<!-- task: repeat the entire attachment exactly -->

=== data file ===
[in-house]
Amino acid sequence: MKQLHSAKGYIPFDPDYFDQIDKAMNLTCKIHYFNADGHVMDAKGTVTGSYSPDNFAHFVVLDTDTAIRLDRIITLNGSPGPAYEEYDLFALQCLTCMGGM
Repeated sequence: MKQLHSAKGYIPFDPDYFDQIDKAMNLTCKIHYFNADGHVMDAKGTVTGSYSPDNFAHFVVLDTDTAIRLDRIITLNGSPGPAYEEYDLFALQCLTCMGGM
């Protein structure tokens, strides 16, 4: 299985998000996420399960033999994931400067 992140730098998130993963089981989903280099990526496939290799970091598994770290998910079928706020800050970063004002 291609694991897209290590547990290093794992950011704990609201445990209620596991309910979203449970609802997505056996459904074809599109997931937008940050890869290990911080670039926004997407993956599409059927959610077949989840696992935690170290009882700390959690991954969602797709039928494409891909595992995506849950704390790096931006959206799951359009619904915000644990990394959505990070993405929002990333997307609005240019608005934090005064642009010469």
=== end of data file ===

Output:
[in-house]
Amino acid sequence: MKQLHSAKGYIPFDPDYFDQIDKAMNLTCKIHYFNADGHVMDAKGTVTGSYSPDNFAHFVVLDTDTAIRLDRIITLNGSPGPAYEEYDLFALQCLTCMGGM
Repeated sequence: MKQLHSAKGYIPFDPDYFDQIDKAMNLTCKIHYFNADGHVMDAKGTVTGSYSPDNFAHFVVLDTDTAIRLDRIITLNGSPGPAYEEYDLFALQCLTCMGGM
């Protein structure tokens, strides 16, 4: 299985998000996420399960033999994931400067 992140730098998130993963089981989903280099990526496939290799970091598994770290998910079928706020800050970063004002 291609694991897209290590547990290093794992950011704990609201445990209620596991309910979203449970609802997505056996459904074809599109997931937008940050890869290990911080670039926004997407993956599409059927959610077949989840696992935690170290009882700390959690991954969602797709039928494409891909595992995506849950704390790096931006959206799951359009619904915000644990990394959505990070993405929002990333997307609005240019608005934090005064642009010469």